This Aerospace Standard defines minimum iinstallation performance standards, qualification requirements, and minimum documentation requirements for passenger and crew occupant inflatable restraint and structure-mounted airbag systems in civil rotorcraft transport aircraft and general aviation aircraft. The goal is to define test and evaluation criteria to demonstrate occupant protection of a seat/occupant/airbag system as required by Federal Aviation Regulations 14 CFR parts 23,25, 27, or 29 and applicable special conditions.
Standard
2011-11-28
This SAE Aerospace Recommended Practice (ARP) provides guidelines for abuse load testing of a deployable Individual Video System (IVS). The abuse load testing defined in this ARP is intended to only address the evaluation of the deployable IVS regarding stowage of the system and injurious projections/protrusions as a result of passenger interaction with the video system. Other aspects of the video system design or qualification may require additional testing or analysis and are outside the scope of this ARP. This ARP is not intended to address customer satisfaction or reliability aspects of individual designs. The deployable IVS includes, for the purpose of this ARP, all video system components from the monitor to the interface at the primary seat structure. It should be shown that the system meets the performance criteria of Section 4 after being subjected to the forces defined in 3.2. This can be demonstrated by the test procedure described in this ARP or by similarity analysis to a system previously shown to comply with this ARP.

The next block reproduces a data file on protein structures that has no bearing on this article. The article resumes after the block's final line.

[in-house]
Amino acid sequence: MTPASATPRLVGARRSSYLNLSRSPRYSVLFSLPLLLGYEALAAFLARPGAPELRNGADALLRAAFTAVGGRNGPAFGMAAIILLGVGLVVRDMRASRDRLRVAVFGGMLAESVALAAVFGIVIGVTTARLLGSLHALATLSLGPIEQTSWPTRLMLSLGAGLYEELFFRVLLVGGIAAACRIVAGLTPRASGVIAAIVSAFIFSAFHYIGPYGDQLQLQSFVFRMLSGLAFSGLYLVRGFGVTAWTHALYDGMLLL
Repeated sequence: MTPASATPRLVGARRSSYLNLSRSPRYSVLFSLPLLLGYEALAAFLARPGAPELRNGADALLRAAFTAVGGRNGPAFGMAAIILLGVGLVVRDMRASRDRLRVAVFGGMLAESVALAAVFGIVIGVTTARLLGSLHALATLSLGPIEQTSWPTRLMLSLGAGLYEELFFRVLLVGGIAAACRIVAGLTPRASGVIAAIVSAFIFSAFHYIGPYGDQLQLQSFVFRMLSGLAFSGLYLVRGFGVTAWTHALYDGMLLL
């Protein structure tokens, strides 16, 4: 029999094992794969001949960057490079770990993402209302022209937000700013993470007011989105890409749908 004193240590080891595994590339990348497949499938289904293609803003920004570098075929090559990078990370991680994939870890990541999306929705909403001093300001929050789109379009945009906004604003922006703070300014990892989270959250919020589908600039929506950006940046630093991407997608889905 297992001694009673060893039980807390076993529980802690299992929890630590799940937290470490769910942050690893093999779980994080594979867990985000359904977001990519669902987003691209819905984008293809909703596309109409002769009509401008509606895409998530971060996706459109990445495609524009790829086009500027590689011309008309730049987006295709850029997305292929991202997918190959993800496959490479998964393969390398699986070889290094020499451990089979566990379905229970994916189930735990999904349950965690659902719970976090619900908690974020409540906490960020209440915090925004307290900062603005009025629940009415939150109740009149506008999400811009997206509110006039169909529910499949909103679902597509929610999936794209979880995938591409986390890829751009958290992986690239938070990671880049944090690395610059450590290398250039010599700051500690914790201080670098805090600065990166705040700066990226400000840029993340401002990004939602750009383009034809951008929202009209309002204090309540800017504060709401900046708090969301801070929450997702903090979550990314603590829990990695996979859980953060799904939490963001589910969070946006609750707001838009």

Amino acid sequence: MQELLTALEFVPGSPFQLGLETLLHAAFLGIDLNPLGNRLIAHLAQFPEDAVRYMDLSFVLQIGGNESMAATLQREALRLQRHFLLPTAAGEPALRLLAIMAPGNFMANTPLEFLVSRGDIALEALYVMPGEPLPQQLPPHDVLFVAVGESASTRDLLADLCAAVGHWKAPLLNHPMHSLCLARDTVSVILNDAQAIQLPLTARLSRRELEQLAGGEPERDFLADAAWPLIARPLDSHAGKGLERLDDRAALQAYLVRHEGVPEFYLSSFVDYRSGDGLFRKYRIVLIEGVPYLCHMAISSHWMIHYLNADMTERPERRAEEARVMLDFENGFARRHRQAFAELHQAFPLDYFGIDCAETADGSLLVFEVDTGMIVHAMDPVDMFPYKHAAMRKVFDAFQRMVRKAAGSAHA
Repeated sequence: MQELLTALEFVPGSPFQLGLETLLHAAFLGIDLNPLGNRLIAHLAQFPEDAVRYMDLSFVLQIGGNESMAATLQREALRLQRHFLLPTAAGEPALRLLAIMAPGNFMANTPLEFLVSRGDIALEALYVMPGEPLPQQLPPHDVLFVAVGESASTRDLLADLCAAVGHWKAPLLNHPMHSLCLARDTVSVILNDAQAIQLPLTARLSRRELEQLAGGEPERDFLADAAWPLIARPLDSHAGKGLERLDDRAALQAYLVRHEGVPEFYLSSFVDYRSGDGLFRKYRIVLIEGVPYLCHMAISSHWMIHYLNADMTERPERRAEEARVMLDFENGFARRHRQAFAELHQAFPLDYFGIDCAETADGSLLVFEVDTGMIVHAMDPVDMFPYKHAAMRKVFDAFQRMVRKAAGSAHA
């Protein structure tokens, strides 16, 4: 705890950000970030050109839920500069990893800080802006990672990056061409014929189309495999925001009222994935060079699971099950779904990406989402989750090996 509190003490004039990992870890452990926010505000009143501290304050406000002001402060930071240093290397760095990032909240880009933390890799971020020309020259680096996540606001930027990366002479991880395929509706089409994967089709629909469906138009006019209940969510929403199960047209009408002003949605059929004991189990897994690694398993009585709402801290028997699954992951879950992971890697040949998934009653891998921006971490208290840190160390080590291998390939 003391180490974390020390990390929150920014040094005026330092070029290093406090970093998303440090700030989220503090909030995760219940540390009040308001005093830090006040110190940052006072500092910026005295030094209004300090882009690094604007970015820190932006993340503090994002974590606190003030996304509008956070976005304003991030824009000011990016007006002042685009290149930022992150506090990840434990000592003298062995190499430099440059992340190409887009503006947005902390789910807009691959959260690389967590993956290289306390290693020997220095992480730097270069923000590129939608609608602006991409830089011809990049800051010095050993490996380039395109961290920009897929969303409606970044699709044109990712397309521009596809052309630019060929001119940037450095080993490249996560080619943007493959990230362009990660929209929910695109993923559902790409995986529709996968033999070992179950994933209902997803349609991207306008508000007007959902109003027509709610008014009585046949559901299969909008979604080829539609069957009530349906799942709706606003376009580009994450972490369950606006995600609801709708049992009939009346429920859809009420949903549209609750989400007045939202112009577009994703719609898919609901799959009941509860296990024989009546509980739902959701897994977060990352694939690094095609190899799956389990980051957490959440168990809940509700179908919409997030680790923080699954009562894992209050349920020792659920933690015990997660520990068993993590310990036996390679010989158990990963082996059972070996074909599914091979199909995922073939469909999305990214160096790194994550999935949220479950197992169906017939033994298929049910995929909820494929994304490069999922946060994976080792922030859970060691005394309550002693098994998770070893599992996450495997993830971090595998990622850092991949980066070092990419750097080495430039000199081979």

Standard
2008-09-12
This SAE Aerospace Standard (AS) specifies laboratory test procedures and minimum requirements for the manufacturer of restraint systems for use in civil aircraft. It is intended to establish a minimum level of quality which can be called upon by the designer of those systems. However, compliance with this standard alone may not assure adequate performance of the restraint system under normal and emergency conditions. Such performance requires consideration of factors beyond the scope of this standard, and must be demonstrated by a system evaluation procedure which includes the seat, the occupant, the specific restraint installation and the cabin interior configuration. This standard specifies the requirements for Type 1, Type 2, and Type 3 restraint systems. Buckles that release automatically or through any means other than the direct action of the fingers or thumb on the buckle are beyond the scope of this standard.
Standard
2001-03-01
This SAE Aerospace Recommended Practice (ARP) provides guidelines for abuse load testing of a deployable Individual Video System (IVS). The abuse load testing defined in this ARP is intended to only address the evaluation of the deployable IVS regarding stowage of the system and injurious projections/protrusions as a result of passenger interaction with the video system. Other aspects of the video system design or qualification may require additional testing or analysis and are outside the scope of this ARP. This ARP is not intended to address customer satisfaction or reliability aspects of individual designs. The deployable IVS includes, for the purpose of this ARP, all video system components from the monitor to the interface at the primary seat structure. It should be shown that the system meets the performance criteria of Section 4 after being subjected to the forces defined in 3.2. This can be demonstrated by the test procedure described in this ARP or by similarity analysis to a system previously shown to comply with this ARP.